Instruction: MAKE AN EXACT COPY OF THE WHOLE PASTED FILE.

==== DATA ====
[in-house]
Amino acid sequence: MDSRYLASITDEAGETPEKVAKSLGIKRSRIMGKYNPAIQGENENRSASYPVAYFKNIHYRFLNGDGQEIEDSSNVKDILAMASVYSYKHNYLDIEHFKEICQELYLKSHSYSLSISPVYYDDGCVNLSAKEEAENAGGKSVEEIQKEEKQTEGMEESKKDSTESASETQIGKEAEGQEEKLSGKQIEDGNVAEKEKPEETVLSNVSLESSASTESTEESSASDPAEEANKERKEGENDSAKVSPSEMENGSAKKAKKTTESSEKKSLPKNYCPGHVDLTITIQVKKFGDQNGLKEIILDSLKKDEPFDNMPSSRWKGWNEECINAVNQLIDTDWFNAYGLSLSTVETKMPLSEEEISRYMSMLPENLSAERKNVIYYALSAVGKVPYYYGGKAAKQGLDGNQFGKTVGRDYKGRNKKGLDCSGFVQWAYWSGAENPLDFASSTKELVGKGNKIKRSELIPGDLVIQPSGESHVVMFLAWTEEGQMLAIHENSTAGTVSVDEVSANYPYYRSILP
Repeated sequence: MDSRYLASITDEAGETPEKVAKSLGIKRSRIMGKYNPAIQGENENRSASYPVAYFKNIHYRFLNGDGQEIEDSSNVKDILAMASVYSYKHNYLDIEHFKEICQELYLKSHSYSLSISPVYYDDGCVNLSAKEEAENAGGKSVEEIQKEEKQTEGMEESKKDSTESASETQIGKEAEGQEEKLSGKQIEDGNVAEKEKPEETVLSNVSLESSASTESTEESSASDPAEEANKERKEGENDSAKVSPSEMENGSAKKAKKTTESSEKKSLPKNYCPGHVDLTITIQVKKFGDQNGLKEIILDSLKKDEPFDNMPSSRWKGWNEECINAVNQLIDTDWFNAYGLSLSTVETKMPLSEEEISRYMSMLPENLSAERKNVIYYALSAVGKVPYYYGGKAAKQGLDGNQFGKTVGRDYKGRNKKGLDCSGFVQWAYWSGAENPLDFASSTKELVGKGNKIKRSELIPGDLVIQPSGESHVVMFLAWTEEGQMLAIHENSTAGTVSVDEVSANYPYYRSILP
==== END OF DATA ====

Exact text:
[in-house]
Amino acid sequence: MDSRYLASITDEAGETPEKVAKSLGIKRSRIMGKYNPAIQGENENRSASYPVAYFKNIHYRFLNGDGQEIEDSSNVKDILAMASVYSYKHNYLDIEHFKEICQELYLKSHSYSLSISPVYYDDGCVNLSAKEEAENAGGKSVEEIQKEEKQTEGMEESKKDSTESASETQIGKEAEGQEEKLSGKQIEDGNVAEKEKPEETVLSNVSLESSASTESTEESSASDPAEEANKERKEGENDSAKVSPSEMENGSAKKAKKTTESSEKKSLPKNYCPGHVDLTITIQVKKFGDQNGLKEIILDSLKKDEPFDNMPSSRWKGWNEECINAVNQLIDTDWFNAYGLSLSTVETKMPLSEEEISRYMSMLPENLSAERKNVIYYALSAVGKVPYYYGGKAAKQGLDGNQFGKTVGRDYKGRNKKGLDCSGFVQWAYWSGAENPLDFASSTKELVGKGNKIKRSELIPGDLVIQPSGESHVVMFLAWTEEGQMLAIHENSTAGTVSVDEVSANYPYYRSILP
Repeated sequence: MDSRYLASITDEAGETPEKVAKSLGIKRSRIMGKYNPAIQGENENRSASYPVAYFKNIHYRFLNGDGQEIEDSSNVKDILAMASVYSYKHNYLDIEHFKEICQELYLKSHSYSLSISPVYYDDGCVNLSAKEEAENAGGKSVEEIQKEEKQTEGMEESKKDSTESASETQIGKEAEGQEEKLSGKQIEDGNVAEKEKPEETVLSNVSLESSASTESTEESSASDPAEEANKERKEGENDSAKVSPSEMENGSAKKAKKTTESSEKKSLPKNYCPGHVDLTITIQVKKFGDQNGLKEIILDSLKKDEPFDNMPSSRWKGWNEECINAVNQLIDTDWFNAYGLSLSTVETKMPLSEEEISRYMSMLPENLSAERKNVIYYALSAVGKVPYYYGGKAAKQGLDGNQFGKTVGRDYKGRNKKGLDCSGFVQWAYWSGAENPLDFASSTKELVGKGNKIKRSELIPGDLVIQPSGESHVVMFLAWTEEGQMLAIHENSTAGTVSVDEVSANYPYYRSILP